Due to the high weightage of shelter in the CPI (approximately 32.4%), increasing rate hikes may actually fuel inflation by sending mortgage rates higher and leading to a rise in rental prices.
Consequently, shelter inflation has the potential to be much a more durable source of high prices, and may potentially contribute to higher inflation for the remainder of the year and well into 2023.
Many of the essential components of the CPI are stubbornly advancing and would be greatly disaffecting lower-income earners.
For instance, mortgage rates are at two-decade highs (which you can read about here), shelter inflation has continued to march forward and heating oil prices were up nearly 20% in the latest release.
At the same time, the NY Fed survey indicates that employee strength may fall, while inventories are drawn down and new orders suffer.
We already expect to see tremendous layoffs at Amazon, due to its ‘broad review of costs’ and at Meta with workers bracing for a 13% cut in headcount. Other majors such as Redfin, Salesforce and Stripe are following suit. FedEx is furloughing workers, likely driven by elevated inventories.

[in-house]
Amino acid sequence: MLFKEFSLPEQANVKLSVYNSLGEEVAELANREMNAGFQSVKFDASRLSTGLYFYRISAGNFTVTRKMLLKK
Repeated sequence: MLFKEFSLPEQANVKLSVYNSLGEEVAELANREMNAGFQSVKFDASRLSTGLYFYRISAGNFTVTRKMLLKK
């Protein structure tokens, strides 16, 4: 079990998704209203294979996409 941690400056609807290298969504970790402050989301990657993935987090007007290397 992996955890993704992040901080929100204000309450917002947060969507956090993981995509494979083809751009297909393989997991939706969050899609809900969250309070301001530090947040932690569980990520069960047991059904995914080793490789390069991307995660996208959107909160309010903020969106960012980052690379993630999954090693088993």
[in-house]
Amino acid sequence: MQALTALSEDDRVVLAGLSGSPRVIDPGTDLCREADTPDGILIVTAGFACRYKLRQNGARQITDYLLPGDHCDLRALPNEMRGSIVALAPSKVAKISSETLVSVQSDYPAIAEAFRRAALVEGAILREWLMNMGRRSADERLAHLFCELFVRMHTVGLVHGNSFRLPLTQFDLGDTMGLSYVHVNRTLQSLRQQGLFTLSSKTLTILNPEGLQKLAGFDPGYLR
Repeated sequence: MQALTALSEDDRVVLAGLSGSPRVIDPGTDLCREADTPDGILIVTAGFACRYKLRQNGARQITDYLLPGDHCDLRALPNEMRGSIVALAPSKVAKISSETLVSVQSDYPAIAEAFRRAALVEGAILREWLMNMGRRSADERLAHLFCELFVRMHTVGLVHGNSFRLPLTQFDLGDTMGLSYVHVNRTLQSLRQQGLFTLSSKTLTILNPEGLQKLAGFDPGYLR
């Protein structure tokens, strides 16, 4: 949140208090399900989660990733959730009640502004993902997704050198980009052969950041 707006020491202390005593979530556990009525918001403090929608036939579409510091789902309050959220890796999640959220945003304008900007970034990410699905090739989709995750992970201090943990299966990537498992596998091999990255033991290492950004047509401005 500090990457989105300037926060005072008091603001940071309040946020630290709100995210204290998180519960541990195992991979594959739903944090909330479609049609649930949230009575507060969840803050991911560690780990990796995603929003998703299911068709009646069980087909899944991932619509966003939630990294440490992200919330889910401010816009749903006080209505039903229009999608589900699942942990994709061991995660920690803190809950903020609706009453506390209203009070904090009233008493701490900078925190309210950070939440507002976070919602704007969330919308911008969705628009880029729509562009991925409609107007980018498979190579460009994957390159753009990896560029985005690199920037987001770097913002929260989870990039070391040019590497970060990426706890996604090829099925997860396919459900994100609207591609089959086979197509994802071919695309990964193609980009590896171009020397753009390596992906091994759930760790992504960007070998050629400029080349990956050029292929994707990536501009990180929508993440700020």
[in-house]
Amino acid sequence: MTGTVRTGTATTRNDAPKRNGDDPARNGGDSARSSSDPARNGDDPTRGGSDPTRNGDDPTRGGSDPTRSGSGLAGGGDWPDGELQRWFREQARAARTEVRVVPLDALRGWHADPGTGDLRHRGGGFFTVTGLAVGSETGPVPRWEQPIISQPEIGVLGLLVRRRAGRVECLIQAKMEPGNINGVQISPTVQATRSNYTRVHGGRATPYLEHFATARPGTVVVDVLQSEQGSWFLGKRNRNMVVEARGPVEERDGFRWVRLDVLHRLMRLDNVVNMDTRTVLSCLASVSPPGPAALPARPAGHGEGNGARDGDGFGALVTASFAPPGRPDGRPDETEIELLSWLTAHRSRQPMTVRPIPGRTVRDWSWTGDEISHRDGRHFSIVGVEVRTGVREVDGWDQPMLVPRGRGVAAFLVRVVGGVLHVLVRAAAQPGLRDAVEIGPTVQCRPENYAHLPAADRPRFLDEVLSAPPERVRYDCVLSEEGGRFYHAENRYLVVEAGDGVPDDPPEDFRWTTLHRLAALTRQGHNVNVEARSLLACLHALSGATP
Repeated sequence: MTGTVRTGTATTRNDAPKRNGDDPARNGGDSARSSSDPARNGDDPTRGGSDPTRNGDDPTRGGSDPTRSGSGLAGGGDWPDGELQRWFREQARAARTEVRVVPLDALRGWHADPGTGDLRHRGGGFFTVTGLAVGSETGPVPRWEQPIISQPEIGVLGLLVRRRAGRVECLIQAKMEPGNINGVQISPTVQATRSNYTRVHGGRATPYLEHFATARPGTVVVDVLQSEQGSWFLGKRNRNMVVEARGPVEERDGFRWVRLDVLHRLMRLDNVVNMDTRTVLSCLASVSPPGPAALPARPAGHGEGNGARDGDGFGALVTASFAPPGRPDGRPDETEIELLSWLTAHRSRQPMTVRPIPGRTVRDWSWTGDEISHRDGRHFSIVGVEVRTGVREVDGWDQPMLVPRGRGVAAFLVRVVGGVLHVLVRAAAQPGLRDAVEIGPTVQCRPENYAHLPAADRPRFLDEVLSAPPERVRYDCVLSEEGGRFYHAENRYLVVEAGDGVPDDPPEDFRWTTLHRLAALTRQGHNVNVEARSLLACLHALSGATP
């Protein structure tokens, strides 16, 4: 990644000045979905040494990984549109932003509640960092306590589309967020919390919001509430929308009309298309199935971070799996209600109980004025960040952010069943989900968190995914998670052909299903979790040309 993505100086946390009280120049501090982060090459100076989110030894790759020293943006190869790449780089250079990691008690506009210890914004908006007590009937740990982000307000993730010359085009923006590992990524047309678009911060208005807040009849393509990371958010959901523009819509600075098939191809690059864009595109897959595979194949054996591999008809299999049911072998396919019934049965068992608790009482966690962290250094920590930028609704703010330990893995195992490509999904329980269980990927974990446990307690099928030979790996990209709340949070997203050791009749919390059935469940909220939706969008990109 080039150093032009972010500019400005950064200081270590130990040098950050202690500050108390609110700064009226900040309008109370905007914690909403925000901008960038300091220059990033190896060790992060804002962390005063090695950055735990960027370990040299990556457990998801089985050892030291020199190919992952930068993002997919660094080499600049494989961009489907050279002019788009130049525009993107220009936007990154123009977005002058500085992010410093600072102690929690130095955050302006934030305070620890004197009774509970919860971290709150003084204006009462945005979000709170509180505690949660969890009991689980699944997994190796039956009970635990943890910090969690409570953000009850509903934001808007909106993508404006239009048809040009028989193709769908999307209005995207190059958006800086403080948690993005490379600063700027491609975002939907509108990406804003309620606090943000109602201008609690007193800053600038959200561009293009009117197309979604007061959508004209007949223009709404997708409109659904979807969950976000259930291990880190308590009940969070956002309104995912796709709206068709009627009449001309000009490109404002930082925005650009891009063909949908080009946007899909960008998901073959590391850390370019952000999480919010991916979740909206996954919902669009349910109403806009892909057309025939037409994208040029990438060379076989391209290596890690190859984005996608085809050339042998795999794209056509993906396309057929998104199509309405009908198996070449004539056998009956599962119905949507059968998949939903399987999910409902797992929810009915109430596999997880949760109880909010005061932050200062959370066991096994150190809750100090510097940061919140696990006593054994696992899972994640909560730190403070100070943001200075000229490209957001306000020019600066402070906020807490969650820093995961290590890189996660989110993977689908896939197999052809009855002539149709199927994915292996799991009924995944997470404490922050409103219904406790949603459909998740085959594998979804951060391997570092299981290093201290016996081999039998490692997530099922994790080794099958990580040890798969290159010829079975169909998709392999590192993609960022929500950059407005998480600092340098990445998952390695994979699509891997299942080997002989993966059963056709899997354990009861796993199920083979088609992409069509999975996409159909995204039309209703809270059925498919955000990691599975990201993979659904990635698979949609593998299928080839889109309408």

To top that off, the age-old question of sustaining interest payments on debt looms overhead.
If interest rates were to continue to rise, this would cause considerable turmoil among households and in the repayment of debt, that are already being pushed to the brink.
With the ongoing downturn in economic activity and high inflation, furnishing interest payments will become even more unsustainable, even if rate hikes were to suddenly stall.
The CPI is likely to continue to be elevated for an extended period owing to shelter costs and the unwillingness of companies to invest in much needed capital and technology.
Tension between the Fed’s goals of maximum employment and low inflation are likely colliding, and could result in mounting public pressure to ease conditions or provide more fiscal support.
With yields surging this year and with much of the banking sector having taken on too much risk, calls to support bond investors that are suffering heavy losses, will put a lot of pressure on the Fed to pivot and strengthen its bond buying programs.